The Woman Next Door
Simon and Schuster, July, 2001.
Hardcover, 368 pages.
Ordering information: Amazon.com | Amazon.co.uk
In upscale suburban Connecticut, four houses form a lovely cul-de-sac. Three couples and one beautiful widow named Gretchen form the small community. When the virtual shut-in Gretchen becomes pregnant, it throws the three marriages into a shambles, as each wife wonders if her husband could be the father of the unborn child. Each marriage seems to be happy, but each couple is dealing with their own problems. Amanda and Graham O'Leary are undergoing the rigors of infertility treatments, which are putting a terrible strain on their marriage. Karen Cotter has endured her wealthy husband Lee's numerous infidelities, and is near the breaking point. And high-powered CEO Georgia can't help but wonder if her stay at home husband and dad Russ hasn't found a way to liven up the boredom of being at home all day long with the kids by having an affair with their lovely neighbor. When a crisis erupts at the local high school, events are brought to a head in the seemingly serene neighborhood that actually hides a simmering unease and distrust.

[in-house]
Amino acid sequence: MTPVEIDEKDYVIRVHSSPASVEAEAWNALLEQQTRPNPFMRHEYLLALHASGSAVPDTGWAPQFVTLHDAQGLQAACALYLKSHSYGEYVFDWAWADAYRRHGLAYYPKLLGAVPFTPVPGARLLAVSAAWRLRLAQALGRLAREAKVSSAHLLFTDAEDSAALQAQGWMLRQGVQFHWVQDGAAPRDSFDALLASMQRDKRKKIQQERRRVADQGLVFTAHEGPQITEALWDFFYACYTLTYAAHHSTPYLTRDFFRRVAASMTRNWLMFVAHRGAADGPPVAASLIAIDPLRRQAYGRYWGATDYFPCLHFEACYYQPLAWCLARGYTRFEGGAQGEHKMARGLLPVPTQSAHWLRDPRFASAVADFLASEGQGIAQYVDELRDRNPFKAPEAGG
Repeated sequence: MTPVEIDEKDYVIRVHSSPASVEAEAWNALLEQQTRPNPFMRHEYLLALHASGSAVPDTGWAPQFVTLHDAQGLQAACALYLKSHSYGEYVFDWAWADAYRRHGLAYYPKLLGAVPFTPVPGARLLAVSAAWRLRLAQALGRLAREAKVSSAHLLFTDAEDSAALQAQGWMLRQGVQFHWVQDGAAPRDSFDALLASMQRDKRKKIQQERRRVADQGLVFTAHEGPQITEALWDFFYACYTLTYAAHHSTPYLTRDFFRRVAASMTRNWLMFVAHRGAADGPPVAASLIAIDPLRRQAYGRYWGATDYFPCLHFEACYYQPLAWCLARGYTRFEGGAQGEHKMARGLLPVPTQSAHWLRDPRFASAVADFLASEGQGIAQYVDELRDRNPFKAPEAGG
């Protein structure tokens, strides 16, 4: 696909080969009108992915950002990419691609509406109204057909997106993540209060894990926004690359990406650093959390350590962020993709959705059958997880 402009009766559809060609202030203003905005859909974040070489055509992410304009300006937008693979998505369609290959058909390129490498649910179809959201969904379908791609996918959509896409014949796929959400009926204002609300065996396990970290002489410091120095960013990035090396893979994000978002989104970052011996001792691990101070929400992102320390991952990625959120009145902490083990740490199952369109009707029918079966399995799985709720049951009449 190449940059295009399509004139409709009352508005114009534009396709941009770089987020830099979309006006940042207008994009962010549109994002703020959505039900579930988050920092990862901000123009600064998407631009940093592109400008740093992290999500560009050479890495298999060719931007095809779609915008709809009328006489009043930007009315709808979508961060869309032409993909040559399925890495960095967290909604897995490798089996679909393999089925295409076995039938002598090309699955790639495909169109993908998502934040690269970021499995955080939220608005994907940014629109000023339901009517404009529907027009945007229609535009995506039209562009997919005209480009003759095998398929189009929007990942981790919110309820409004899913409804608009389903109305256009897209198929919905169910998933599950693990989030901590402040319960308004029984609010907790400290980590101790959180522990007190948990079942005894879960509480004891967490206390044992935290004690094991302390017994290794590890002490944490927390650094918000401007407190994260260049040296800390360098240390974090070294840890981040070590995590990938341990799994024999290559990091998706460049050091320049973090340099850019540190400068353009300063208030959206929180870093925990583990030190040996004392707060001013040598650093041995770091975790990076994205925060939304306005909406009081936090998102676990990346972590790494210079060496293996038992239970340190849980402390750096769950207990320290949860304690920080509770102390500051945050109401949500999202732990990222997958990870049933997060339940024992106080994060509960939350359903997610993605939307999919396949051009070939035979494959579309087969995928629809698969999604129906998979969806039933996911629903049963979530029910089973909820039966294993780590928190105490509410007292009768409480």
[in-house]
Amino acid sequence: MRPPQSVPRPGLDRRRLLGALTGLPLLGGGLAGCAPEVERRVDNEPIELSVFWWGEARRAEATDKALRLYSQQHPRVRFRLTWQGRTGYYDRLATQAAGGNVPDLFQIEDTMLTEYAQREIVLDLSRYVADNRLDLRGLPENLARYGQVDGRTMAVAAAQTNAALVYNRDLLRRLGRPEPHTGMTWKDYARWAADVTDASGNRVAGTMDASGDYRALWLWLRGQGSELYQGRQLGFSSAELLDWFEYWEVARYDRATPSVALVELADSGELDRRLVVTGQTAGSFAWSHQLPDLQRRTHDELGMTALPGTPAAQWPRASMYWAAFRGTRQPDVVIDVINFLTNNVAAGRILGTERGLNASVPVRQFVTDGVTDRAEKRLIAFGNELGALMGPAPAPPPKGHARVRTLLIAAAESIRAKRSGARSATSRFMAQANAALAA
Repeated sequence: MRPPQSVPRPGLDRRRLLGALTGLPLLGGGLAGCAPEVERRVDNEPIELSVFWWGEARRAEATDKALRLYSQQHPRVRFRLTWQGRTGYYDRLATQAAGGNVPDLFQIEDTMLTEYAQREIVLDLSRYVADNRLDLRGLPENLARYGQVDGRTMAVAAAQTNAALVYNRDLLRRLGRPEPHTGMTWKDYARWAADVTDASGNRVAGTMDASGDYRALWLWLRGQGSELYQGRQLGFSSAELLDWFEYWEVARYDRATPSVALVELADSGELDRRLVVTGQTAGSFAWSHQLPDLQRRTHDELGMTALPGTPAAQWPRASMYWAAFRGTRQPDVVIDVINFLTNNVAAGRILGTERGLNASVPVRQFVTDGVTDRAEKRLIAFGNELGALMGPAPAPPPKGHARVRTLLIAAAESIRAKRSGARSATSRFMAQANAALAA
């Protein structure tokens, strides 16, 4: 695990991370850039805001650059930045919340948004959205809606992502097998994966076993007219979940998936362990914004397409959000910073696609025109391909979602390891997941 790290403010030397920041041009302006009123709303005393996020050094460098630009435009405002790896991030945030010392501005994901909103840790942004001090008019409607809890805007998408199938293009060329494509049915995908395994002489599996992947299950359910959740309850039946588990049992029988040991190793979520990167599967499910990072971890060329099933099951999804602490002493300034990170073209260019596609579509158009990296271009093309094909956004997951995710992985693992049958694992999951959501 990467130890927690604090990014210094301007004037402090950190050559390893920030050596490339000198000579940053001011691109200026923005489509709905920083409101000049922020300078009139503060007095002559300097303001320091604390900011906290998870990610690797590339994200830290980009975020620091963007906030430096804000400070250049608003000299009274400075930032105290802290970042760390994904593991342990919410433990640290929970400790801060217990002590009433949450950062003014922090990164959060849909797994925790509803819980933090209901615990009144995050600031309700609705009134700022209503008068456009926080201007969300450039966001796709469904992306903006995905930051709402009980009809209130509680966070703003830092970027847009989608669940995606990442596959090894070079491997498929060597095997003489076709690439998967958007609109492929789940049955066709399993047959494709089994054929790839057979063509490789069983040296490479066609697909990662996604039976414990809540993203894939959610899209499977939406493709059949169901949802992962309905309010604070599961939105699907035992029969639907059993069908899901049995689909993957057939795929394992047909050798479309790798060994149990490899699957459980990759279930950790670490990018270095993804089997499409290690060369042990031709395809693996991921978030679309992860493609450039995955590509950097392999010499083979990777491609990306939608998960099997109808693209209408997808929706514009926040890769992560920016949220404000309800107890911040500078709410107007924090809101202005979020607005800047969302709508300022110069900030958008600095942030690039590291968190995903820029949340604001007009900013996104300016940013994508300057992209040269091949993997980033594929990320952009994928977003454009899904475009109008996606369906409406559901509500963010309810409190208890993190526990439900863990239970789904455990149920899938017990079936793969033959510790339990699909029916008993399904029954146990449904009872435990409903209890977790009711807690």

No one can get into the psyche of today's woman quite like the talented Barbara Delinsky. In The Woman Next Door, she expertly explores the themes of love, suspicion, betrayal, hope and compassion. The story of Graham and Amanda's struggles to have a child is poignant and moving, without ever disintegrating into sentimentality, and working mothers are sure to empathize with Georgia's struggles to balance a home life with her career. Gretchen, the catalyst for the crisis is an interesting and somewhat mysterious character. But she too has a moving story that is gradually revealed as the suspense mounts towards the end of the book. This is Barbara Delinsky at her finest. Highly recommended.
Reprinted with permission from The Internet Writing Journal®.
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